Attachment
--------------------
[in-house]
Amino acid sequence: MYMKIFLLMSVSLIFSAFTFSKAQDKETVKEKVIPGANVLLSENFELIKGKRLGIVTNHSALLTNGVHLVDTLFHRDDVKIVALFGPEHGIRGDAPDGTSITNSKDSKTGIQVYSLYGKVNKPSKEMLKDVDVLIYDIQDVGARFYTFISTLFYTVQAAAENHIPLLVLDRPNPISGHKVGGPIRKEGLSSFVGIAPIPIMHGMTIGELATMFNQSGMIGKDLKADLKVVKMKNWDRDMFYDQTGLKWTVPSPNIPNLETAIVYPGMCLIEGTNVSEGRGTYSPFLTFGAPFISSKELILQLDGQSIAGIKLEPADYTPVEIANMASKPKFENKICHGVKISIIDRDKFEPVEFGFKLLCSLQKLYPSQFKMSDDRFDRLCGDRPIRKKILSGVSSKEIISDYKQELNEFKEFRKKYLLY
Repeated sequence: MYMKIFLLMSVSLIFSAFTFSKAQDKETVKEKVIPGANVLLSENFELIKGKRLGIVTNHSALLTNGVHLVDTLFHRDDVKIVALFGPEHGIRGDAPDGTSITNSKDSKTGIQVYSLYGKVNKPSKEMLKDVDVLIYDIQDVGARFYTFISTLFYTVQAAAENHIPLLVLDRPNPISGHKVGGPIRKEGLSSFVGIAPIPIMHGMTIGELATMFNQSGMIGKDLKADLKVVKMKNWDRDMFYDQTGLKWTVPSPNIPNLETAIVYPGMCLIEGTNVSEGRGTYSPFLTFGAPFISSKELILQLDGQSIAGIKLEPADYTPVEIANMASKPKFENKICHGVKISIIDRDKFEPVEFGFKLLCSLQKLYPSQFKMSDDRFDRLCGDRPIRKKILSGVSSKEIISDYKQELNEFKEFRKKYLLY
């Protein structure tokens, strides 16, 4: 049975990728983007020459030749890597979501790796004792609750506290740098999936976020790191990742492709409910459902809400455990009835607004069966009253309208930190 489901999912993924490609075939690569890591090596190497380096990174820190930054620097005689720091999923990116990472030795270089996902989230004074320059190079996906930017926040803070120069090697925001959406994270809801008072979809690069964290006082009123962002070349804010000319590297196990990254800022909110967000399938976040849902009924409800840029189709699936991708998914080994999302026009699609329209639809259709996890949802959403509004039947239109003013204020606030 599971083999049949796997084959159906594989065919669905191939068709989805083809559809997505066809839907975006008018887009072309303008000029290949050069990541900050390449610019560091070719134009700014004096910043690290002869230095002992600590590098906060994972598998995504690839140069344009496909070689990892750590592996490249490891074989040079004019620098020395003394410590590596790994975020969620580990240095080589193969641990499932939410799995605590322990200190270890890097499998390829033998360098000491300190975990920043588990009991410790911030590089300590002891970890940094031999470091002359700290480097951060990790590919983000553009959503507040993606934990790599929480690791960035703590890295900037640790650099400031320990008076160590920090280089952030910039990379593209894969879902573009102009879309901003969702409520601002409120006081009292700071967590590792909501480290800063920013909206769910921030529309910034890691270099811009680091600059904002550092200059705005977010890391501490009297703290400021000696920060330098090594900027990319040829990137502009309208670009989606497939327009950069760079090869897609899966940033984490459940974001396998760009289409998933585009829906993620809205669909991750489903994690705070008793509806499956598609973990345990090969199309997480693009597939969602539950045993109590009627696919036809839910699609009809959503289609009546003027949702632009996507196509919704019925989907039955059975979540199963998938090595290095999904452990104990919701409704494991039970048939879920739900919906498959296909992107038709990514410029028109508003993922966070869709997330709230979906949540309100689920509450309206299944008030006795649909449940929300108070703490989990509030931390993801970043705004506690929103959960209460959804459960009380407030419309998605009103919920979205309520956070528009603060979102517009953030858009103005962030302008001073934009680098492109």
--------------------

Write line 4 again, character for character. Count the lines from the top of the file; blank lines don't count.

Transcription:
């Protein structure tokens, strides 16, 4: 049975990728983007020459030749890597979501790796004792609750506290740098999936976020790191990742492709409910459902809400455990009835607004069966009253309208930190 489901999912993924490609075939690569890591090596190497380096990174820190930054620097005689720091999923990116990472030795270089996902989230004074320059190079996906930017926040803070120069090697925001959406994270809801008072979809690069964290006082009123962002070349804010000319590297196990990254800022909110967000399938976040849902009924409800840029189709699936991708998914080994999302026009699609329209639809259709996890949802959403509004039947239109003013204020606030 599971083999049949796997084959159906594989065919669905191939068709989805083809559809997505066809839907975006008018887009072309303008000029290949050069990541900050390449610019560091070719134009700014004096910043690290002869230095002992600590590098906060994972598998995504690839140069344009496909070689990892750590592996490249490891074989040079004019620098020395003394410590590596790994975020969620580990240095080589193969641990499932939410799995605590322990200190270890890097499998390829033998360098000491300190975990920043588990009991410790911030590089300590002891970890940094031999470091002359700290480097951060990790590919983000553009959503507040993606934990790599929480690791960035703590890295900037640790650099400031320990008076160590920090280089952030910039990379593209894969879902573009102009879309901003969702409520601002409120006081009292700071967590590792909501480290800063920013909206769910921030529309910034890691270099811009680091600059904002550092200059705005977010890391501490009297703290400021000696920060330098090594900027990319040829990137502009309208670009989606497939327009950069760079090869897609899966940033984490459940974001396998760009289409998933585009829906993620809205669909991750489903994690705070008793509806499956598609973990345990090969199309997480693009597939969602539950045993109590009627696919036809839910699609009809959503289609009546003027949702632009996507196509919704019925989907039955059975979540199963998938090595290095999904452990104990919701409704494991039970048939879920739900919906498959296909992107038709990514410029028109508003993922966070869709997330709230979906949540309100689920509450309206299944008030006795649909449940929300108070703490989990509030931390993801970043705004506690929103959960209460959804459960009380407030419309998605009103919920979205309520956070528009603060979102517009953030858009103005962030302008001073934009680098492109």